Legal Blanket obscures Company Failures: Corporate Power’s Clout

Elmo Jayawardena, in The Island, 24 June 2020, where the title reads “Did Kobe Bryant die in vain?”

The National Transport Safety Board (NTSB) of the USA has come out with a 1700-page investigation report on the helicopter crash in Los Angeles in which Kobe Bryant and his daughter died. The pilot was also killed along with 6 other passengers in this tragic accident. The report has given no final conclusion as to the cause of the crash. In aviation that is the norm in most such events.  Thousands of pages written by the powers that be who are mired in bureaucracy that end their conclusions without a conclusion.  Finally, they may come out with the Ace of Trumps as the cause – Pilot Error.

 

“How some things become legal at times is more a fairy tale than a legality.” …. Quote of the Week

Looks like that is the way this accident report too is heading. Yes or No? – I do not know. Maybe it was pilot error, maybe he got disoriented, maybe he had a heart attack. Who knows? 1700 pages written by  NTSB with all their expertise and high technology could not arrive at a decisive conclusion. I want to bring out some mitigating factors about this helicopter operation and the accident that has perhaps been pushed under the carpet. You can logically reason out and come to a conclusion as to where lies the blame for the crash. The explanation is simple, and it is one solitary word – MONEY.

I humbly say I am conversant with aviation, having flown and instructed in all types of aeroplanes and simulators for more than 50 years. There must be something I too must know about flying machines.

Two factors come to my mind after reading and watching all the information that is available on Youtube and the written word…

1/ The helicopter that hit high ground did not have a Terrain Avoidance and Warning System (acronym TAWS) installed.

2/ The Sikorsky-S76B is operationally a very hi-tech machine with a sophisticated flight-deck for two pilots. On this unfortunate day it was operated by only one pilot.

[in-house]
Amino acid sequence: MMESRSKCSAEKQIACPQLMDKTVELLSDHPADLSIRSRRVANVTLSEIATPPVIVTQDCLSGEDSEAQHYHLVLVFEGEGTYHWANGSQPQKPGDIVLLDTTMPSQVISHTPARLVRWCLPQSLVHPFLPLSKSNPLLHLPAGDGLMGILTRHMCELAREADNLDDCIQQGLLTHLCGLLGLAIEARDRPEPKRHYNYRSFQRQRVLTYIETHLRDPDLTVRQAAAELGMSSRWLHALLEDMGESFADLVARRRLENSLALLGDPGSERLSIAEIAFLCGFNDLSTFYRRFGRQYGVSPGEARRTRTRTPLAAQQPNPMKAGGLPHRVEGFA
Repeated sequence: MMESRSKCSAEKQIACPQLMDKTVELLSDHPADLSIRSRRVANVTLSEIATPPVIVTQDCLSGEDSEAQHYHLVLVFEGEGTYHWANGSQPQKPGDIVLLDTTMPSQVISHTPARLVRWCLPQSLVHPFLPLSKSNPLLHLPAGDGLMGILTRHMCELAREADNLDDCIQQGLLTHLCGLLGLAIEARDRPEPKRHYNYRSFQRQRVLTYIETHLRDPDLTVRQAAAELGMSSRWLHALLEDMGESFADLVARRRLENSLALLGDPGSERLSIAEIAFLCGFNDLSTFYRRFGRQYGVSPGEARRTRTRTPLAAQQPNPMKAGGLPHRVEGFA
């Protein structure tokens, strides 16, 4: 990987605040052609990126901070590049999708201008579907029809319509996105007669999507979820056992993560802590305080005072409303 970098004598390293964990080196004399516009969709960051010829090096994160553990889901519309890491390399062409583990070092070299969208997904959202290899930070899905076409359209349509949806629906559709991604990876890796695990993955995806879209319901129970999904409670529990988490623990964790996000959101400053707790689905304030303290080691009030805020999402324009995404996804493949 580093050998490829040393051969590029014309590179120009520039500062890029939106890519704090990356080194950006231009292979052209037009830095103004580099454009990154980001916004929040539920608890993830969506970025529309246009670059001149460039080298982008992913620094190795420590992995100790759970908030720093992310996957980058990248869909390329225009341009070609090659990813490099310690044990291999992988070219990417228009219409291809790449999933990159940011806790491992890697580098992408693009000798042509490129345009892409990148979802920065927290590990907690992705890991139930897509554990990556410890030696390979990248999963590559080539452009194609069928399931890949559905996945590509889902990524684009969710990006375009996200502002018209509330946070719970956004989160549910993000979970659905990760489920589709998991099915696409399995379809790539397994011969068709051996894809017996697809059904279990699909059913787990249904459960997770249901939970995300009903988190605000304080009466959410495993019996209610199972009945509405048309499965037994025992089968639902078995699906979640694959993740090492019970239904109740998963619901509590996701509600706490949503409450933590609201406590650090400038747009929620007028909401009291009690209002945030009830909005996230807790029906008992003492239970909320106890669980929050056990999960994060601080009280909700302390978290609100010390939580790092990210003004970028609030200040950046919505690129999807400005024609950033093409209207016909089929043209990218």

Island Express Helicopters that owned the chopper that Kobe flew on January 26th mainly carried VIPs, people with money who could afford to have the best safety features in machines they rented and flew. TAWS was categorised by the NTSB as a recommended safety equipment and was not a mandatory requirement for a helicopter. Why? The answer is SIMPLE – money, it was cheaper to operate without TAWS.

Now we come to the number of pilots required to fly this helicopter. Above is the cockpit of the Sikorsky-S76B. It is made for a two-pilot operation with dual controls. All the flight instruments on the left side are duplicated on the right side for any pilot to fly it from either side.

The Sikorsky has a range of less than 400 nautical miles. Then we can conclude the dual controls are not for long range work to ease the fatigue factors between two pilots. It is more for a higher level of safety to competently handle a sophisticated GLASS COCKPIT flight deck. The question is how come Kobe’s flight had ONLY one pilot? The clear reason for that is cost-cutting. One pilot flying the chopper is so much cheaper than paying two pilots. It is legal.  How some things become legal at times is more a fairy tale than a legality.

In 2004 a similar helicopter flying US skies crashed in the Gulf of Mexico. It   killed allon board. After thorough investigations, the NTSB made it mandatory that any helicopter carrying more than 5 passengers MUST be a dual pilot operation. That is my recollection. NTSB was over-ruled by the Federal Aviation Authority (FAA) and the MANDATORY classification was removed and replaced with RECOMMENDED. How such things happen no one knows. But supposing there were two pilots in the Sikorsky cockpit when Kobe and his party flew, things certainly would have been very different to the way things happened and killed 9 innocent people.

Most experts believe the pilot was disoriented, got confused with the pitch attitude, thought he was climbing when he was descending. It is a strong possibility as such things do happen when you are in a cloud without visual references. The point I am trying to make is if there were two pilots in the cockpit the chances are quite slim for both pilots to get disoriented at the same time. The possibility may exist, but the probability is extremely low. Yes, it was cheaper to operate with one pilot and it was legal too with the blessings of the FAA.